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There are two of these trees, growing in old fence rows, along my yard, in central VA, Augusta County, Shenandoah Valley. They have smooth, leathery leaves, pale wood, quite hard to cut, and tough to break. The close ups are of some limbs I trimmed, yesterday. The biggest is about 10 inches in diameter, and perhaps 40 feet tall. Branches tend to grow strangely hooked elbows that send branches off into strange directions, which makes trimmed limbs tangle and hook together. This is what the foliage looks like in mid September. Looking up under canopy.  Note scraggly shape. Trimmed off, near vertical branch tip. Side branch tip, leaf detail. Three inch branch cut end.

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  • $\begingroup$ Have you tried to split it? If you have, and it mangles instead of splits, it's a kind of a gum tree. Gums are very hard wood, impossible to split, and the branches hang down and seem gnarly. It's the only type of tree I know of that looks like that with those smooth, shiny leaves. (I had black gums in my woods.) Not 100% so no an answer. $\endgroup$ – anongoodnurse Sep 16 '17 at 21:41
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I'm thinking this is a Quercus imbricaria, which has the nickname of "shingle oak"; they're native to the eastern regions of the United States, which includes your state and county, exhibited immediately below.


Distribution

enter image description here Brown = absent; Dark green = present in state/Native; Light green = present in county/Native. (source)

The leaves

The leaves are mostly linear in shape, with entire margins & a combination of pinnate and dichotomous venation. The overall color, size and sheen also seem to match quite well.

enter image description here

Overall tree

Surprisingly, I had a difficult time finding a decent image that showed a close up of the branching for this tree, so I decided to use an image of a Quercus laurifolia instead, which is of the same genus as the proposed species, and is also found in the eastern [but more southern parts of the] United States.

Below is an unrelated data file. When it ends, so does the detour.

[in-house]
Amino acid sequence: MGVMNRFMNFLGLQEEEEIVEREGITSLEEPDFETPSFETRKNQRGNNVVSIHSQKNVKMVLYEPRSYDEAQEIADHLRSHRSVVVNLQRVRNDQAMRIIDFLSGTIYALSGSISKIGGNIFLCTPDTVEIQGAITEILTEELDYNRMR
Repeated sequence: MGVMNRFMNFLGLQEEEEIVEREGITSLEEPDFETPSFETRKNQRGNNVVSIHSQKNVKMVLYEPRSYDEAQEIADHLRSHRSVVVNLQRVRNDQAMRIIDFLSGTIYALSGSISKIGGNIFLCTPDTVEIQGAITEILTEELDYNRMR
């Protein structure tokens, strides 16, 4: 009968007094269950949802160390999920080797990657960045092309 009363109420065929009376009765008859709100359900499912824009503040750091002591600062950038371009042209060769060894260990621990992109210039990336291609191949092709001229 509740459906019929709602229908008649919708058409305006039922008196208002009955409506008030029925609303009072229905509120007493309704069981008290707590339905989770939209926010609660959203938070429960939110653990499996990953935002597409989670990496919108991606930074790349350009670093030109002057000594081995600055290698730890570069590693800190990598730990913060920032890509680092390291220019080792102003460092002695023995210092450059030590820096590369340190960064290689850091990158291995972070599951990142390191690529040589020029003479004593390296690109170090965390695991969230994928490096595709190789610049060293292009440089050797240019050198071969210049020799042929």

enter image description here

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    $\begingroup$ Your leaf photos look very much like this tree. An oak without lobed leaves hadn't occurred to me, and did not come up on tree identification apps I tried. The trunk bark also looks very like oak. Thank you. $\endgroup$ – jpopelish Sep 20 '17 at 0:01
  • $\begingroup$ I turned up laurel oak while googling around. But wouldn't the acorns give away it was an oak? jpopelish - did you ever notice acorns? An oak that size should make plenty. $\endgroup$ – Willk Sep 21 '17 at 0:07
  • $\begingroup$ I have not seen one acorn, in three years, from either of these trees. That would have given away that they are oaks, Both were badly crowded by sassafras and wild cherry trees, up until a year ago, if that is an explanation. $\endgroup$ – jpopelish Sep 22 '17 at 1:35
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    $\begingroup$ It generally take oaks decades before producing their first acorns, and is why I wasn't concerned too much with this during the IDing process. Also, once acorns are produced, future production is intermittent. $\endgroup$ – Charles Sep 22 '17 at 1:41
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It is a Bay Laurel Laurus nobilis

If the leaves are brittle and crack when folded and they smell fragrant then almost certainly.

I would ask this first, but unable to comment until 50 reputation

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  • $\begingroup$ Respectfully speaking, this is not the correct ID. The tree you propose have leaves that are ovate/elliptic/obtuse in shape, however, the OPs leaves are much more linear. I also believe your proposed tree's leaves have sinuated margins, whereas the OPs leaf margins are entire. $\endgroup$ – Charles Sep 19 '17 at 2:59
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    $\begingroup$ bay laurel is a bushy tree which doesnt have a pronounced trunk below the leaves. i didnt see a bay laurel taller than 4-5 meters. $\endgroup$ – com.prehensible Sep 19 '17 at 8:29
  • $\begingroup$ I think these leaves are flexible and leathery, rather than brittle, though quite smooth and glossy on the upper surface. $\endgroup$ – jpopelish Sep 19 '17 at 23:46

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